16. 16. xiv
  17. 17. Preface This book provides an overview of the Vaadin Framework and covers the most important topics that you might encounter while developing applications with it. A more detailed documentation of the individual classes, interfaces, and methods is given in the Vaadin API Reference. This edition covers Vaadin 7.1 released in summer 2013. The release included support for server push, an updated debug window. WAI-ARIA support, and various other features. While this edition is mostly updated for Vaadin 7, it may still contain some outdated content related to Vaadin 6. Writing this manual is an ongoing work and it is rarely completely up-to-date with the quickevolving product. For the most current version, please see the on-line edition available at http://vaadin.com/book. You can also find PDF and EPUB versions of the book there. You may find the other versions more easily searchable than the printed book. The web edition also has a bit more detailed technical content, such as additional examples that you can copy&paste, and other reference details, such as CSS style rules of individual components, that you may need when actually doing development. The purpose of the slightly abridged print edition is more to be an introductionary textbook to Vaadin, and still fit in your pocket. Also, many Vaadin 7 features are showcased as mini-tutorials, which are available in the Vaadin Wiki at https://vaadin.com/wiki/-/wiki/Main/Vaadin+7. Who is This Book For? This book is intended for software developers who use, or are considering to use, Vaadin to develop web applications. The book assumes that you have some experience with programming in Java, but if not, it is at least as easy to begin learning Java with Vaadin as with any other UI framework. No knowledge of AJAX is needed as it is well hidden from the developer. You may have used some desktop-oriented user interface frameworks for Java, such as AWT, Swing, or SWT, or a library such as Qt for C++. Such knowledge is useful for understanding the scope of Vaadin, the event-driven programming model, and other common concepts of UI frameworks, but not necessary. If you do not have a web graphics designer at hand, knowing the basics of HTML and CSS can help so that you can develop presentation themes for your application. A brief introduction to CSS is provided. Knowledge of Google Web Toolkit (GWT) may be useful if you develop or integrate new client-side components. Organization of This Book The Book of Vaadin gives an introduction to what Vaadin is and how you use it to develop web applications. Part I: Introduction Chapter 1, Introduction The chapter gives an introduction to the application architecture supported by Vaadin, the core design ideas behind the framework, and some historical background. Book of Vaadin xv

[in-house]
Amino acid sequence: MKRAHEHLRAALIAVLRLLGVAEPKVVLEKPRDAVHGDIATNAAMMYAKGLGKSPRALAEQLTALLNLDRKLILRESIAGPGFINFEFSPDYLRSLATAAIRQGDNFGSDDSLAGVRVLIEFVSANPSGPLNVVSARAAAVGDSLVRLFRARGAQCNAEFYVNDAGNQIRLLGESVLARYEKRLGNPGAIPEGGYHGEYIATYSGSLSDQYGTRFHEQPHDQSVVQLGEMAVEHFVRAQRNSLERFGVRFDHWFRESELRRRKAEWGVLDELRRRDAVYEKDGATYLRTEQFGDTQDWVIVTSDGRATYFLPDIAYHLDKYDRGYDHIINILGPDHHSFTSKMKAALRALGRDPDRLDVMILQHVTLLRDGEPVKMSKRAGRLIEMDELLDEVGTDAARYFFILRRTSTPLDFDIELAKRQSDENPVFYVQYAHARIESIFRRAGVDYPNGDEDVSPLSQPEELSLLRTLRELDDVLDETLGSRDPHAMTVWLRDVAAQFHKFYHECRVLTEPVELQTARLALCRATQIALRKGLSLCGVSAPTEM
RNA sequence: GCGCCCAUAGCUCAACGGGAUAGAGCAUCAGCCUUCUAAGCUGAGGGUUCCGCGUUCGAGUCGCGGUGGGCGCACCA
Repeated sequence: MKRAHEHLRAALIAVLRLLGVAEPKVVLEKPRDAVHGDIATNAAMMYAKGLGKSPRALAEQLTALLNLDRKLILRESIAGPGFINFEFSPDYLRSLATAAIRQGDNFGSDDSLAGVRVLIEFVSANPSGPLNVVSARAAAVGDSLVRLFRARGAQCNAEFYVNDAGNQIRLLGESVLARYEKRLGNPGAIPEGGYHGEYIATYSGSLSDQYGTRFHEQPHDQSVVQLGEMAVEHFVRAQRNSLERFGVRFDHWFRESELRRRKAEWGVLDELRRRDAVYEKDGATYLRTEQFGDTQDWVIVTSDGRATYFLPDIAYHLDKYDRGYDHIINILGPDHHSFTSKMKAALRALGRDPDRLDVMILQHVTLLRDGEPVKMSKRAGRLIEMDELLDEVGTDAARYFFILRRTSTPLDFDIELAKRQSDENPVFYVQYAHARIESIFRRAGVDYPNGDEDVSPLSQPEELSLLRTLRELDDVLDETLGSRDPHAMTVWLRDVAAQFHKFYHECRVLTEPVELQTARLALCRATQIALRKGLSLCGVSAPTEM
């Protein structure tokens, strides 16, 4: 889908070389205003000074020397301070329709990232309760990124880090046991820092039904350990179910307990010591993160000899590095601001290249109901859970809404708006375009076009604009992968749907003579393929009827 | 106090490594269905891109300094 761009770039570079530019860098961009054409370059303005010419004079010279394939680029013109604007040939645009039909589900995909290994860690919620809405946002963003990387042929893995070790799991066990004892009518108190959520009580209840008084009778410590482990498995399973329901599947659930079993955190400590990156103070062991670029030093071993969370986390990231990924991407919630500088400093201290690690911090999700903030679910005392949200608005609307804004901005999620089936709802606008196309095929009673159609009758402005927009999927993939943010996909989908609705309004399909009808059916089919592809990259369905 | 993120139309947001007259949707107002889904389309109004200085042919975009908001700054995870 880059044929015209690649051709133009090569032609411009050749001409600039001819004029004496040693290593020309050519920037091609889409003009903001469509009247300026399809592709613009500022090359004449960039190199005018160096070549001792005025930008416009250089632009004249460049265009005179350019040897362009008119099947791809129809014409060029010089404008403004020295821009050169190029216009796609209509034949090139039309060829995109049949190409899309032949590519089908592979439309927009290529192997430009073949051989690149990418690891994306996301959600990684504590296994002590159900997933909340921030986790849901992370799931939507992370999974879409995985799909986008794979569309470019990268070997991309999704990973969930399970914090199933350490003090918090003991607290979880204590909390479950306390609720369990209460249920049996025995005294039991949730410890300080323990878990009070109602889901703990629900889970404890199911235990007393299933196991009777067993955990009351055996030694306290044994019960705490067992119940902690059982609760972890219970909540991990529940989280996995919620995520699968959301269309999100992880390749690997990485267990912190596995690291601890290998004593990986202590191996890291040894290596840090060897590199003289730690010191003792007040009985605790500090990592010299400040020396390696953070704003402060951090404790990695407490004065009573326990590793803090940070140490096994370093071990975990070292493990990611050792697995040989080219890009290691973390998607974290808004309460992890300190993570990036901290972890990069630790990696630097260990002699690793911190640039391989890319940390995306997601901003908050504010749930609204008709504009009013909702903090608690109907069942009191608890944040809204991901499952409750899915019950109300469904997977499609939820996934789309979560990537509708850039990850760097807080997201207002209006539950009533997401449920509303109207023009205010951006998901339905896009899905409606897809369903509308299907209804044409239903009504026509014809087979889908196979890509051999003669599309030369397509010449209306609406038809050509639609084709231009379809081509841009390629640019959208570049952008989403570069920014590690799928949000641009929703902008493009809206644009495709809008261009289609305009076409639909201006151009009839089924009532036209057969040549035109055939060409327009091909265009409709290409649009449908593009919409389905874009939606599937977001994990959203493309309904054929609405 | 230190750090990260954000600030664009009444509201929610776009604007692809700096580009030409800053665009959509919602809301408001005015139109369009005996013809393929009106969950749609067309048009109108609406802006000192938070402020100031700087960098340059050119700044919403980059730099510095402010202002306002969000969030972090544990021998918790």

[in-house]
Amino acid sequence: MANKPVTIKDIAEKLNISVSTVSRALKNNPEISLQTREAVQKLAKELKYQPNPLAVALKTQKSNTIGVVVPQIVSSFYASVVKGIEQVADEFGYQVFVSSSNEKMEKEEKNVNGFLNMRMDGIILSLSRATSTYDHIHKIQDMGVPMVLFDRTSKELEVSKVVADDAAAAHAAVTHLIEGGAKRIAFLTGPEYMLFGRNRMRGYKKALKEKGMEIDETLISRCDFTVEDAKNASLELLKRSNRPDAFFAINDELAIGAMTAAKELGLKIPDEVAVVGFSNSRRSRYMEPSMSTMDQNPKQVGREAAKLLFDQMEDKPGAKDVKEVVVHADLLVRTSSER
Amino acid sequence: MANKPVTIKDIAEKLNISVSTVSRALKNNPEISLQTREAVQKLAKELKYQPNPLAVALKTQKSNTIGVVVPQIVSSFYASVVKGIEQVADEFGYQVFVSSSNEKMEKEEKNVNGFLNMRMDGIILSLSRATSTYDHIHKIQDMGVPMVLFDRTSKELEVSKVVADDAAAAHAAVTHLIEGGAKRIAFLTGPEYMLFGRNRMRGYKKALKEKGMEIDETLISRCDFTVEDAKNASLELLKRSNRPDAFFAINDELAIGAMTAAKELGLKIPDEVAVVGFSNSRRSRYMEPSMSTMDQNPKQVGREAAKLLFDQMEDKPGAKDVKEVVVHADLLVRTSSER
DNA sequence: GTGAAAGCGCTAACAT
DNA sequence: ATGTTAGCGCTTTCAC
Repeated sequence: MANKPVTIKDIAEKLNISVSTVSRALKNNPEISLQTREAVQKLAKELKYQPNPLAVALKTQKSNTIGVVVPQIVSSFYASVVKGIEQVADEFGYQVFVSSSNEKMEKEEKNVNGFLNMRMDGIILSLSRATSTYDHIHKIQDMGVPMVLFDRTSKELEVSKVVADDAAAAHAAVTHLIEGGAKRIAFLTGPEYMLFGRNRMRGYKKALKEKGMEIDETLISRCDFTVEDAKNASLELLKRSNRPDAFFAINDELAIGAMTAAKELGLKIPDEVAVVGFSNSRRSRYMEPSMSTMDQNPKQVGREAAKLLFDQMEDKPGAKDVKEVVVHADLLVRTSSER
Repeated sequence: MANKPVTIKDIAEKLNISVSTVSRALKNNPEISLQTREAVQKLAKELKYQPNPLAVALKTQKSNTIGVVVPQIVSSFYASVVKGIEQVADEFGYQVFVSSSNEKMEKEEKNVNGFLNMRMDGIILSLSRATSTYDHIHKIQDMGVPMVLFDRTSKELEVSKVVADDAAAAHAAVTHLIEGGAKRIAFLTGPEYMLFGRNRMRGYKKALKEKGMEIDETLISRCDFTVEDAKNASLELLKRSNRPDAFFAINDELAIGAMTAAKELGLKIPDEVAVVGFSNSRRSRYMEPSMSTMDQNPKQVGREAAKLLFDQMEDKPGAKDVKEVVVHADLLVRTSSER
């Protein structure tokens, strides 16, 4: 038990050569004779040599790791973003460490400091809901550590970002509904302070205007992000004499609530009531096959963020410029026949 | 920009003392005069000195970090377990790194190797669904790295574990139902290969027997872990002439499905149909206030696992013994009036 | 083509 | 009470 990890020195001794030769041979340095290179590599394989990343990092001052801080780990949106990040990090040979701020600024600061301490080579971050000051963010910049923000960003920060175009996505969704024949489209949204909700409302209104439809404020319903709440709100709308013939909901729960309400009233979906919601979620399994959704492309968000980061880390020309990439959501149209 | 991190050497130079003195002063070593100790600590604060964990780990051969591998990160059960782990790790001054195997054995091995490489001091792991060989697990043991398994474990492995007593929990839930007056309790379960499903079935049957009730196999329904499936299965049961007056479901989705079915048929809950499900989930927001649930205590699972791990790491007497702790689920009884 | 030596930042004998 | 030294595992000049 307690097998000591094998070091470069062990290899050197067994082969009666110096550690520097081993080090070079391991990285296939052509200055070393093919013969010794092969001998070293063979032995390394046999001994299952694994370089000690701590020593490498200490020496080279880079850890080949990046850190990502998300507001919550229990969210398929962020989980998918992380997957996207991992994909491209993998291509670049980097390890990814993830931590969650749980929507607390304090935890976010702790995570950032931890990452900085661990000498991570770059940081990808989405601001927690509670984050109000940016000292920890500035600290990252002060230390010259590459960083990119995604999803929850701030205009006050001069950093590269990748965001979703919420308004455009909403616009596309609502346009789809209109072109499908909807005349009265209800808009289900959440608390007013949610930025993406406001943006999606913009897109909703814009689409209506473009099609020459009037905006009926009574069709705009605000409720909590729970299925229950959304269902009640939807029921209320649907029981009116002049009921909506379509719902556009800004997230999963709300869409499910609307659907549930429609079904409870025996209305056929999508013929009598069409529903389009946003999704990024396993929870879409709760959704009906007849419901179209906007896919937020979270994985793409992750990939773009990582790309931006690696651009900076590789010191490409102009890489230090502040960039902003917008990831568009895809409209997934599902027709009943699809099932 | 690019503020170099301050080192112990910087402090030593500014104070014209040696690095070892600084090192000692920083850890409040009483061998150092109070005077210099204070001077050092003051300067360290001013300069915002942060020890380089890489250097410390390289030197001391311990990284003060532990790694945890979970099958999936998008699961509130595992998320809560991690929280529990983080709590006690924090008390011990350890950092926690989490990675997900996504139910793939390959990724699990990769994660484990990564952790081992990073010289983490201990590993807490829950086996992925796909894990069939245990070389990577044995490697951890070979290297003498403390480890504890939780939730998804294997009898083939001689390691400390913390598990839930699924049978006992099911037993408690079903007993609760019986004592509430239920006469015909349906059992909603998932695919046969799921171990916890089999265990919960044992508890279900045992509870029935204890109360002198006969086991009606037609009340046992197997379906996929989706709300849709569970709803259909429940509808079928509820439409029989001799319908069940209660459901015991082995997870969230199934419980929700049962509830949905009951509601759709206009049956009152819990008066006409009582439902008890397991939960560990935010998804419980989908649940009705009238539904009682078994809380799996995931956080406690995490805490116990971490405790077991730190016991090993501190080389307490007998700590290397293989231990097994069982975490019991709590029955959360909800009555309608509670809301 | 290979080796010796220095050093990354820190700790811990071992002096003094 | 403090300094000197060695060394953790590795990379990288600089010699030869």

18. 18. Preface Chapter 2, Getting Started with Vaadin This chapter gives practical instructions for installing Vaadin and the reference toolchain, including the Vaadin Plugin for Eclipse, how to run and debug the demos, and how to create your own application project in the Eclipse IDE. Chapter 3, Architecture This chapter gives an introduction to the architecture of Vaadin and its major technologies, including AJAX, Google Web Toolkit, and event-driven programming. Part II: Server-Side Framework Chapter 4, Writing a Server-Side Web Application This chapter gives all the practical knowledge required for creating applications with Vaadin, such as window management, application lifecycle, deployment in a servlet container, and handling events, errors, and resources. Chapter 5, User Interface Components This chapter essentially gives the reference documentation for all the core user interface components in Vaadin and their most significant features. The text gives examples for using each of the components. Chapter 6, Managing Layout This chapter describes the layout components, which are used for managing the layout of the user interface, just like in any desktop application frameworks. Chapter 7, Visual User Interface Design with Eclipse This chapter gives instructions for using the visual editor for Eclipse, which is included in the Vaadin Plugin for the Eclipse IDE. Chapter 8, Themes This chapter gives an introduction to Cascading Style Sheets (CSS) and explains how you can use them to build custom visual themes for your application. Chapter 9, Binding Components to Data This chapter gives an overview of the built-in data model of Vaadin, consisting of properties, items, and containers. Chapter 10, Vaadin SQLContainer This chapter gives documentation for the SQLContainer, which allows binding Vaadin components to SQL queries. Chapter 11, Advanced Web Application Topics This chapter provides many special topics that are commonly needed in applications, such as opening new browser windows, embedding applications in regular web pages, low-level management of resources, shortcut keys, debugging, etc. Chapter 12, Portal Integration This chapter describes the development of Vaadin applications as portlets which you can deploy to any portal supporting Java Portlet API 2.0 (JSR-286). The chapter also describes the special support for Liferay and the Control Panel, IPC, and WSRP addons. Part III: Client-Side Framework xvi Organization of This Book